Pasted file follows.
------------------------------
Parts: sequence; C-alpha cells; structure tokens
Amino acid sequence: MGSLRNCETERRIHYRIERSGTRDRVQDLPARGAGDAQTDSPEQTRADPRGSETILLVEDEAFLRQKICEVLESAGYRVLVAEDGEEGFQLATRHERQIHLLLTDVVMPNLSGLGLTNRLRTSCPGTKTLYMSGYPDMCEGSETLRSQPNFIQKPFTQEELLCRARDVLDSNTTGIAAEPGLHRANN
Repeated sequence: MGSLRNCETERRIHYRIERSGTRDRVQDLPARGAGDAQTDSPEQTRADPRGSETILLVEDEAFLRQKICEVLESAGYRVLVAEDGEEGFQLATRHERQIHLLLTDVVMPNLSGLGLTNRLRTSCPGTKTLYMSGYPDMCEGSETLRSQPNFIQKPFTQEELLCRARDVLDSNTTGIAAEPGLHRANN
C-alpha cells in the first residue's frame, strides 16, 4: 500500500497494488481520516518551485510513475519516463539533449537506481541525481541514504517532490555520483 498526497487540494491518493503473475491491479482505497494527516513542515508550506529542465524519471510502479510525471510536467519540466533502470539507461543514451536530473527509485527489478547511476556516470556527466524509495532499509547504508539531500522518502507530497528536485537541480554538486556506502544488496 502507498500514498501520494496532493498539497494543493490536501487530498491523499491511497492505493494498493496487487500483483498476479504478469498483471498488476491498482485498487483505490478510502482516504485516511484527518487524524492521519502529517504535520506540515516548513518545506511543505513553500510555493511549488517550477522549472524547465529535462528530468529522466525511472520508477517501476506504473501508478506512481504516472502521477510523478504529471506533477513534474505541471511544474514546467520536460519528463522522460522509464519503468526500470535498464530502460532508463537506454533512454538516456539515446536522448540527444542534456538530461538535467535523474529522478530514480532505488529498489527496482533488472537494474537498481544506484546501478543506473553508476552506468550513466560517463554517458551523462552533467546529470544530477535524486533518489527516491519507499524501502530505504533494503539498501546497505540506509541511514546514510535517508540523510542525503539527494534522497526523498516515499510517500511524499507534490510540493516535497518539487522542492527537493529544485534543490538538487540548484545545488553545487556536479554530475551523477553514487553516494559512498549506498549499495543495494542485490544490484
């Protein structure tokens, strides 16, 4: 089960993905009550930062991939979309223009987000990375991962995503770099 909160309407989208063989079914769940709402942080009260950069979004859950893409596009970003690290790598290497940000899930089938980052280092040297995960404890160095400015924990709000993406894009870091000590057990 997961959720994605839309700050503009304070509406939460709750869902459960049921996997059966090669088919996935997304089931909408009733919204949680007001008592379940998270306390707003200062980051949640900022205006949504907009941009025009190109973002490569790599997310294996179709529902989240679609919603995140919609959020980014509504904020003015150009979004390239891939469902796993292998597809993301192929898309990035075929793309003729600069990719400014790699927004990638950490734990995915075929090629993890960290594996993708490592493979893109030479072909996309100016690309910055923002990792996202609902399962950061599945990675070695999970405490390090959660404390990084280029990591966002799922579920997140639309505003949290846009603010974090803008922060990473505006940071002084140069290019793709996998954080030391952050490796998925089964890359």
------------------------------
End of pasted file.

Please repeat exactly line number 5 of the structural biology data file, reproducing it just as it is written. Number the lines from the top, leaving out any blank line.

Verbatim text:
């Protein structure tokens, strides 16, 4: 089960993905009550930062991939979309223009987000990375991962995503770099 909160309407989208063989079914769940709402942080009260950069979004859950893409596009970003690290790598290497940000899930089938980052280092040297995960404890160095400015924990709000993406894009870091000590057990 997961959720994605839309700050503009304070509406939460709750869902459960049921996997059966090669088919996935997304089931909408009733919204949680007001008592379940998270306390707003200062980051949640900022205006949504907009941009025009190109973002490569790599997310294996179709529902989240679609919603995140919609959020980014509504904020003015150009979004390239891939469902796993292998597809993301192929898309990035075929793309003729600069990719400014790699927004990638950490734990995915075929090629993890960290594996993708490592493979893109030479072909996309100016690309910055923002990792996202609902399962950061599945990675070695999970405490390090959660404390990084280029990591966002799922579920997140639309505003949290846009603010974090803008922060990473505006940071002084140069290019793709996998954080030391952050490796998925089964890359």